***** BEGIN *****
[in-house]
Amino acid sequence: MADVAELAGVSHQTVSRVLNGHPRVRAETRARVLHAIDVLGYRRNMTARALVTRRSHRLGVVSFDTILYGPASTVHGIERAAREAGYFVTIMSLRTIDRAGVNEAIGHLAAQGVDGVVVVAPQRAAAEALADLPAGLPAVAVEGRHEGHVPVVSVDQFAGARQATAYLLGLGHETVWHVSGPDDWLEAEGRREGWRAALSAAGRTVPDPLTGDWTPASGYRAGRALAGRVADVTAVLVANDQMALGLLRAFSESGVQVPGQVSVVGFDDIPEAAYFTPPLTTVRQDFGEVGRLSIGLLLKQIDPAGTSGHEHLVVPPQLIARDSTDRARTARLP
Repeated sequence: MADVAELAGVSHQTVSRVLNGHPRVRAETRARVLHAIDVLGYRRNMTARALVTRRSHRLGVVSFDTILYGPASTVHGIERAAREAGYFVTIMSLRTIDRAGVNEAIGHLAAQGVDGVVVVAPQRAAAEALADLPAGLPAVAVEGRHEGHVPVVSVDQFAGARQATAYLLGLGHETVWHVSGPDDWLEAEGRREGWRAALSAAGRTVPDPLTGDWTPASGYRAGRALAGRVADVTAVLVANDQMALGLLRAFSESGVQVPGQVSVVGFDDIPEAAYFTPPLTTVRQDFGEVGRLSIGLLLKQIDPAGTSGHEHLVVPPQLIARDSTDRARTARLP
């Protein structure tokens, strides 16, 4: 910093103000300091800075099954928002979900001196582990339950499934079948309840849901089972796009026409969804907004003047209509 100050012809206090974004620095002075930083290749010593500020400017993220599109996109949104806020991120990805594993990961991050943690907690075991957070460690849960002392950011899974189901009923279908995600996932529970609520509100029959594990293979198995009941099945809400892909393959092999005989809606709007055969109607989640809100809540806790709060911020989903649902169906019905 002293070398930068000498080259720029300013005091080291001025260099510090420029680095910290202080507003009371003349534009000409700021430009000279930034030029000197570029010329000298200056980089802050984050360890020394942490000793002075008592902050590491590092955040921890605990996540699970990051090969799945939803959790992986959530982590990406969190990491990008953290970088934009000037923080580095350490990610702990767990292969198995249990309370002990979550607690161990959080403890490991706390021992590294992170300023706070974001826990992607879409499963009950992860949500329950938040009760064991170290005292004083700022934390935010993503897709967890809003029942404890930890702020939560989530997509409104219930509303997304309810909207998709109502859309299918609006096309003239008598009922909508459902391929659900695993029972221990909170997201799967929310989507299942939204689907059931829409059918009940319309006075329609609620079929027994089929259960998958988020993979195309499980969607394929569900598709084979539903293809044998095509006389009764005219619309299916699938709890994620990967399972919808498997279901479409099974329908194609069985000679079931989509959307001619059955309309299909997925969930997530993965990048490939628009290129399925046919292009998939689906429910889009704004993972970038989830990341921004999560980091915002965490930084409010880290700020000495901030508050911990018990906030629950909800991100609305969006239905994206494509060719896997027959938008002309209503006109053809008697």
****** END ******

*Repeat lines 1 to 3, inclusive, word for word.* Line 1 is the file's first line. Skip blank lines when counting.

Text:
[in-house]
Amino acid sequence: MADVAELAGVSHQTVSRVLNGHPRVRAETRARVLHAIDVLGYRRNMTARALVTRRSHRLGVVSFDTILYGPASTVHGIERAAREAGYFVTIMSLRTIDRAGVNEAIGHLAAQGVDGVVVVAPQRAAAEALADLPAGLPAVAVEGRHEGHVPVVSVDQFAGARQATAYLLGLGHETVWHVSGPDDWLEAEGRREGWRAALSAAGRTVPDPLTGDWTPASGYRAGRALAGRVADVTAVLVANDQMALGLLRAFSESGVQVPGQVSVVGFDDIPEAAYFTPPLTTVRQDFGEVGRLSIGLLLKQIDPAGTSGHEHLVVPPQLIARDSTDRARTARLP
Repeated sequence: MADVAELAGVSHQTVSRVLNGHPRVRAETRARVLHAIDVLGYRRNMTARALVTRRSHRLGVVSFDTILYGPASTVHGIERAAREAGYFVTIMSLRTIDRAGVNEAIGHLAAQGVDGVVVVAPQRAAAEALADLPAGLPAVAVEGRHEGHVPVVSVDQFAGARQATAYLLGLGHETVWHVSGPDDWLEAEGRREGWRAALSAAGRTVPDPLTGDWTPASGYRAGRALAGRVADVTAVLVANDQMALGLLRAFSESGVQVPGQVSVVGFDDIPEAAYFTPPLTTVRQDFGEVGRLSIGLLLKQIDPAGTSGHEHLVVPPQLIARDSTDRARTARLP